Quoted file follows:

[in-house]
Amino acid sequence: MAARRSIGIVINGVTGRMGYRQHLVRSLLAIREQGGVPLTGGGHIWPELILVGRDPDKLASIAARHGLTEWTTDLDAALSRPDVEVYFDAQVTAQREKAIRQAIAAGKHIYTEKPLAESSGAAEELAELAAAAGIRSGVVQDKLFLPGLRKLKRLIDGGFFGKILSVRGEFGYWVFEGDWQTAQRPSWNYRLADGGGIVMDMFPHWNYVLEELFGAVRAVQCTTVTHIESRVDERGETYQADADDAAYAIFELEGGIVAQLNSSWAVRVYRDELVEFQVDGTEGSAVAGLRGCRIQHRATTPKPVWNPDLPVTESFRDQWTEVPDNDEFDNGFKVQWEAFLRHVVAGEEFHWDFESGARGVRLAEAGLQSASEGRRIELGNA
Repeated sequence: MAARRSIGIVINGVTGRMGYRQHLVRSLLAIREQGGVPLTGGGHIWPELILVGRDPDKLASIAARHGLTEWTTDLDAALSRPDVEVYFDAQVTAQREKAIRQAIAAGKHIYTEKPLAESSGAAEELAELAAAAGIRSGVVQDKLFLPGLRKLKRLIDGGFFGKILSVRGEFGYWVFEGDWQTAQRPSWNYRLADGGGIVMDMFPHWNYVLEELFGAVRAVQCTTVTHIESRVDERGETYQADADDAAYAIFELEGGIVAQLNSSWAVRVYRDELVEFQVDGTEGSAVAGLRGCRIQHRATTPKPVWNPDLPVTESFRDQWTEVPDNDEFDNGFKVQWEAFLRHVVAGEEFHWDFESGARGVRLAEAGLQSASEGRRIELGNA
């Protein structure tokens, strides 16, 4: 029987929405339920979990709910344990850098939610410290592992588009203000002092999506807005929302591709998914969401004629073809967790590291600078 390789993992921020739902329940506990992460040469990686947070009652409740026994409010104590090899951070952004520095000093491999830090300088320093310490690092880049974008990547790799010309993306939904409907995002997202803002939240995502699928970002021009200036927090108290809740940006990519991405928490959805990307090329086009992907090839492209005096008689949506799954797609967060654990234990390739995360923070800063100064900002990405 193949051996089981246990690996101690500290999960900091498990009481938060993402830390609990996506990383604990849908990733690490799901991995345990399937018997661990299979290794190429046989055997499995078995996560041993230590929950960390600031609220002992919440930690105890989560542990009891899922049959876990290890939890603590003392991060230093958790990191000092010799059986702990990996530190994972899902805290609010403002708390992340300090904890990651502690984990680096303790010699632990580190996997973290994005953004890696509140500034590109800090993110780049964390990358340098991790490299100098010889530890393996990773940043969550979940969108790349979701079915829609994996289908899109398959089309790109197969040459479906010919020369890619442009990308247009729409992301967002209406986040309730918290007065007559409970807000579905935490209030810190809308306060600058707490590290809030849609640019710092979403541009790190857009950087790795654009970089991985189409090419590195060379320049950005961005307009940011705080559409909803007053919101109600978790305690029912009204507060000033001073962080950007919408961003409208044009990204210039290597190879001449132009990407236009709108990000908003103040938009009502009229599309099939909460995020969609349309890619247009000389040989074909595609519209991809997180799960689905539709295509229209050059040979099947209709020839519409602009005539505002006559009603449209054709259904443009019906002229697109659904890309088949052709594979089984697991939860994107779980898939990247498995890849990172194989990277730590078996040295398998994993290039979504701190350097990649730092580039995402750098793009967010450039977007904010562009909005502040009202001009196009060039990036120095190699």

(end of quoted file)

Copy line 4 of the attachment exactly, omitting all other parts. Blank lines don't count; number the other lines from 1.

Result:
């Protein structure tokens, strides 16, 4: 029987929405339920979990709910344990850098939610410290592992588009203000002092999506807005929302591709998914969401004629073809967790590291600078 390789993992921020739902329940506990992460040469990686947070009652409740026994409010104590090899951070952004520095000093491999830090300088320093310490690092880049974008990547790799010309993306939904409907995002997202803002939240995502699928970002021009200036927090108290809740940006990519991405928490959805990307090329086009992907090839492209005096008689949506799954797609967060654990234990390739995360923070800063100064900002990405 193949051996089981246990690996101690500290999960900091498990009481938060993402830390609990996506990383604990849908990733690490799901991995345990399937018997661990299979290794190429046989055997499995078995996560041993230590929950960390600031609220002992919440930690105890989560542990009891899922049959876990290890939890603590003392991060230093958790990191000092010799059986702990990996530190994972899902805290609010403002708390992340300090904890990651502690984990680096303790010699632990580190996997973290994005953004890696509140500034590109800090993110780049964390990358340098991790490299100098010889530890393996990773940043969550979940969108790349979701079915829609994996289908899109398959089309790109197969040459479906010919020369890619442009990308247009729409992301967002209406986040309730918290007065007559409970807000579905935490209030810190809308306060600058707490590290809030849609640019710092979403541009790190857009950087790795654009970089991985189409090419590195060379320049950005961005307009940011705080559409909803007053919101109600978790305690029912009204507060000033001073962080950007919408961003409208044009990204210039290597190879001449132009990407236009709108990000908003103040938009009502009229599309099939909460995020969609349309890619247009000389040989074909595609519209991809997180799960689905539709295509229209050059040979099947209709020839519409602009005539505002006559009603449209054709259904443009019906002229697109659904890309088949052709594979089984697991939860994107779980898939990247498995890849990172194989990277730590078996040295398998994993290039979504701190350097990649730092580039995402750098793009967010450039977007904010562009909005502040009202001009196009060039990036120095190699």